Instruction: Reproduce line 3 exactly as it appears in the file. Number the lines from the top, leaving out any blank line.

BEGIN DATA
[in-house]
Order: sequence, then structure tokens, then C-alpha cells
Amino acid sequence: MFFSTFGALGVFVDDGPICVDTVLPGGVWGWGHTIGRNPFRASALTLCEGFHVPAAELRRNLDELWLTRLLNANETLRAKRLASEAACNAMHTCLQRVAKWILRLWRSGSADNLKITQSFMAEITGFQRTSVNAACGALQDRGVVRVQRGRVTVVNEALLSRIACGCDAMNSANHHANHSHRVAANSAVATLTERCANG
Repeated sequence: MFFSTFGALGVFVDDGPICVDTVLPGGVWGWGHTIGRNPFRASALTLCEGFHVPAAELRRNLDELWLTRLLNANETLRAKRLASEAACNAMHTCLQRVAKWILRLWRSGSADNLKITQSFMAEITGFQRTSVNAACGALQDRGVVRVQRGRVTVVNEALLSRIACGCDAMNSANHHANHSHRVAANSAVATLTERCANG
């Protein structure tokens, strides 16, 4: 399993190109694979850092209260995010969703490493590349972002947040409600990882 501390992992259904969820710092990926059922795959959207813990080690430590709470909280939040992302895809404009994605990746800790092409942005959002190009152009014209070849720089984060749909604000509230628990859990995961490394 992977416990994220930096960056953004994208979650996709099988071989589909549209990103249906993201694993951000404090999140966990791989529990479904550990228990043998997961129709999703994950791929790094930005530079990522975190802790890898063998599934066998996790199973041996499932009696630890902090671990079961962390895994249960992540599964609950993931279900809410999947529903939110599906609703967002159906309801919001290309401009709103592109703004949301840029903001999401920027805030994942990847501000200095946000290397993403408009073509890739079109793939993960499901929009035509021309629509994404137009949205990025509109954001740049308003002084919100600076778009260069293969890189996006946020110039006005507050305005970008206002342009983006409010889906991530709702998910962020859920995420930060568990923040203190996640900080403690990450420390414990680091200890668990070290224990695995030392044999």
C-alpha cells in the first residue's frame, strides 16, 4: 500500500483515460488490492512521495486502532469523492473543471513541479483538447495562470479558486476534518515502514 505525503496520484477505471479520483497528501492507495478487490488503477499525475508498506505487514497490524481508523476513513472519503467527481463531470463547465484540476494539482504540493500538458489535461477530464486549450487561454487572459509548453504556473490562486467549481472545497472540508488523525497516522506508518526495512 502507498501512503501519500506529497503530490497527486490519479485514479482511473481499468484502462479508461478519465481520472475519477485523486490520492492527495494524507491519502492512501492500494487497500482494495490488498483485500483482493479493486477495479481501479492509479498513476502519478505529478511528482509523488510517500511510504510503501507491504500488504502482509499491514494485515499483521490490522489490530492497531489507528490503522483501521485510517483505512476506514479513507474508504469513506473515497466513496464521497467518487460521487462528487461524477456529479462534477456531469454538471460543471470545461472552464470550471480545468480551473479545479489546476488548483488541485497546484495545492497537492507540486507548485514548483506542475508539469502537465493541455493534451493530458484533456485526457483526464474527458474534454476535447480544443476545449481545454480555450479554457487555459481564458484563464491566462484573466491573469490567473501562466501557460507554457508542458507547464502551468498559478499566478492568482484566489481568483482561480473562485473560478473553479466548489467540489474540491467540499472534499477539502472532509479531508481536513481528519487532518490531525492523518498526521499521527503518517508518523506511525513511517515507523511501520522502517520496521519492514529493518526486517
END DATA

Amino acid sequence: MFFSTFGALGVFVDDGPICVDTVLPGGVWGWGHTIGRNPFRASALTLCEGFHVPAAELRRNLDELWLTRLLNANETLRAKRLASEAACNAMHTCLQRVAKWILRLWRSGSADNLKITQSFMAEITGFQRTSVNAACGALQDRGVVRVQRGRVTVVNEALLSRIACGCDAMNSANHHANHSHRVAANSAVATLTERCANG